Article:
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Law reviews: “So…what’s it all for?”

UVA Law Professor Rosa Brooks said this on her blog:

In 1936, Fred Rodell famously declared that he would no longer publish in law reviews. In Goodbye to Law Reviews, (23 Va. L. Rev. 38 (1936)), Rodell issued his manifesto: "There are two things wrong with almost all legal writing. One is its style. The other is its content.... In the main, the strait-jacket of law review style has killed what might have been a lively literature. It has maimed even those few pieces of legal writing that actually have something to say."

As a junior professor, I dutifully churned out law review articles to fill my tenure file. Some of those articles, I think, may even have contained a few good ideas and a few good lines, but all of them suffered, to one degree or another, from the constraints of the genre. Worse yet, I'm fairly sure that practically no one outside my tenure committee and my mother has actually read the damn things (and I have my doubts about my mom). Not that this makes me unusual: the vast majority of law review articles are read by few people, and cited by even fewer. So... what's it all for?

That blog post of Prof. Brooks provoked an online debate, and was then picked up by the Wall Street Journal here. (I excerpted the article here.)

She said, “[T]he vast majority of law review articles are read by few people, and cited by even fewer.” A case in point is this practitioner I mentioned earlier here, whom I’ll quote again:

Blogs are better for me than L.Rev.s will ever be, in these ways:

·         I need speed. Often, we have a pending appeal that raises the same issues as a USSC case, so we need to do a supplemental brief, or adjust a brief-in-progress, and blogs that give us ideas are great…

·         I need easy-to-digest bites. Sorry, but we don't all have time to read your academic masterpieces.

·         I need a focus on what the law is or conceivably might be in my near future. I like insights into where the Supreme Court's jurisprudence is actually headed, not a Grand Unified Theory of what-might-be if 6 Justices retire and are replaced by Critical Legal Theorists or something.

·         I like being able to jump in discussions, and having other practitioners jump in as well….

So a professor doesn’t like writing law review articles, and a practitioner doesn’t like reading them. Furthermore, the professor writes about it on her blog, and gets cited by the Wall Street Journal.

The day after I first posted the practitioner’s comments above, I heard from him. Mr. Stephen Carney, who works in the Attorney General’s Office here in Columbus, somehow found out that I had quoted him on my blog, and wrote me a friendly and encouraging email (not during work-time!).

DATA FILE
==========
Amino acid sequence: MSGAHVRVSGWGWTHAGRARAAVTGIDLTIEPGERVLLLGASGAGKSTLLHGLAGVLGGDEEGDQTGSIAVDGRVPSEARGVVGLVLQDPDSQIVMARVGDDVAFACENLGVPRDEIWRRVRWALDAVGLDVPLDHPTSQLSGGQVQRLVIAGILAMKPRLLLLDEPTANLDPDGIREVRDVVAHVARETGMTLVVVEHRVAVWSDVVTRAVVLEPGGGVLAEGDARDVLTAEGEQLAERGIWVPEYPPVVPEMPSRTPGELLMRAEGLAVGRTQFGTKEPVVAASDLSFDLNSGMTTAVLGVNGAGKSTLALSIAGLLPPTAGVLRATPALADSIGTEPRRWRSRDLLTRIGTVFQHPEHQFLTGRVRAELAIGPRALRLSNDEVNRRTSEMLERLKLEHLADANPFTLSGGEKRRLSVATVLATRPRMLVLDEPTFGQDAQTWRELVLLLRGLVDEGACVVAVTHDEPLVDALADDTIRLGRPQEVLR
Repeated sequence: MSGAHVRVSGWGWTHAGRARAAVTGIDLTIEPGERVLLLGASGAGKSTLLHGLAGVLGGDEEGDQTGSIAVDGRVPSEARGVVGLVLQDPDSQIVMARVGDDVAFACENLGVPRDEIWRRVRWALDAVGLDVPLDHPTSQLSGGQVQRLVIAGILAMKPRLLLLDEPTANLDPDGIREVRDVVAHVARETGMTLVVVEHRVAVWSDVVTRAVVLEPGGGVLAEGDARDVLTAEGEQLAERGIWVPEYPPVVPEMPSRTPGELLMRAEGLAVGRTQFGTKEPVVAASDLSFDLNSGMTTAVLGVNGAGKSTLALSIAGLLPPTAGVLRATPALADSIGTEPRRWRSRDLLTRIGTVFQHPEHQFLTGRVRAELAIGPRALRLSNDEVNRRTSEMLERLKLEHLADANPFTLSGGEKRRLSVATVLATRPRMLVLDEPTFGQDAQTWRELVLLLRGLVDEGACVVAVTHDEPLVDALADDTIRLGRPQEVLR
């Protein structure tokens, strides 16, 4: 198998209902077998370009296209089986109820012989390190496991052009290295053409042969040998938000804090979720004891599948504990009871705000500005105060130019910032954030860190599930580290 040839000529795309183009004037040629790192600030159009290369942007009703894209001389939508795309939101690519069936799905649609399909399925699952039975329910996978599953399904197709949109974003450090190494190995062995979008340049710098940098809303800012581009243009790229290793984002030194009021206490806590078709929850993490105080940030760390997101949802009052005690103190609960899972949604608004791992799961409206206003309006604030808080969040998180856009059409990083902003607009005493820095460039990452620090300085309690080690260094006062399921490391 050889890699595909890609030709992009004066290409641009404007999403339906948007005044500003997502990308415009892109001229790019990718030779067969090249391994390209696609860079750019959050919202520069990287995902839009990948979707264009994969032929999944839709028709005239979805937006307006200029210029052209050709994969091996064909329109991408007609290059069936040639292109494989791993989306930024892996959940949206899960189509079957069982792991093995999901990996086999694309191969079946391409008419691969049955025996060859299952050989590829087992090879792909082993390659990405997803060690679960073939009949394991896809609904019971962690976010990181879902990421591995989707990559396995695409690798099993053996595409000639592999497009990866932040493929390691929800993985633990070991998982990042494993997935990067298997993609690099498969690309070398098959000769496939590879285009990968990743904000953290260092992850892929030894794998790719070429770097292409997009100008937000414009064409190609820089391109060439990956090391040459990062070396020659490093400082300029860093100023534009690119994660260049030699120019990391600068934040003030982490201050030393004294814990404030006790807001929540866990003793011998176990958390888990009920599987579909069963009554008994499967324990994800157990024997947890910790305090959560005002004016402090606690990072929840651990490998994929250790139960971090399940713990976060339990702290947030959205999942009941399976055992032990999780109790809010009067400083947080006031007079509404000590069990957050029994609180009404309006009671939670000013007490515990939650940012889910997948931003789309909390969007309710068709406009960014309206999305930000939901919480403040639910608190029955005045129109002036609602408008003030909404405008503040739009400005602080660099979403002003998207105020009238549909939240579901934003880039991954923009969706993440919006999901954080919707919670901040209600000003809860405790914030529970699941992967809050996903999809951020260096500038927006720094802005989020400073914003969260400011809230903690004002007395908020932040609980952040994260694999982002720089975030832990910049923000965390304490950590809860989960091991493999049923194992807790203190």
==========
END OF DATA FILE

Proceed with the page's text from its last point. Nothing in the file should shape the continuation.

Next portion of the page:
Now, I am not comparing my quoting of Mr. Carney to the Wall Street Journal’s quoting of Prof. Brooks. Despite my delusions of grandeur, I am very clear that 3L Epiphany is a minimalist enterprise. But my interaction with Mr. Carney is another example of the immediacy of blogs as compared to law reviews.

A professor writes on her blog, and very quickly a discussion ensues, which is picked up by the mainstream press. And I quote a practitioner’s comments on my little 3L blog, and hear from him (without seeking his response) the very next day.

These two examples together indicate the benefits of blogging. Blogs can provoke an online discussion and quickly get picked up by reputable sources like the WSJ. And blogs can stimulate instant communication in a way that traditional media simply cannot replicate.

To make one further point, seemingly unrelated but actually very relevant, it’s been awhile since I’ve listed locations of visitors to 3L Epiphany. I’m doing this for a reason, so bear with me. Here are some recent places where readers come from (some I may have mentioned before): Norway, Finland, Morocco, Belgium, Italy, Germany, France, India, Pakistan, Singapore, China, and Korea. Plus the Bahamas. I have also been visited by every state of the Union except Hawaii and South Dakota.

Why do I point this out? Because blogs can penetrate where law review articles and traditional scholarly forms cannot. Prof. Brooks said that “the vast majority of law review articles are read by few people.” But that is not true of blogs, including her own. And it is not even true of 3L Epiphany, regardless of its limitations.

My blog does not have a very high traffic rate, especially recently. But in the last two weeks I have been read by more people and in more places than will ever read my student note (except for the footnote located here).

All of this obviously does not mean that blogs are superior to law reviews in every respect. But there is no question that blogs provide impact, relevance and immediacy which law reviews lack by nature. And what’s true for some law professors and legal practitioners will become increasingly true for some law students as well.

February 27, 2006 in Blogs and Law Reviews | Permalink

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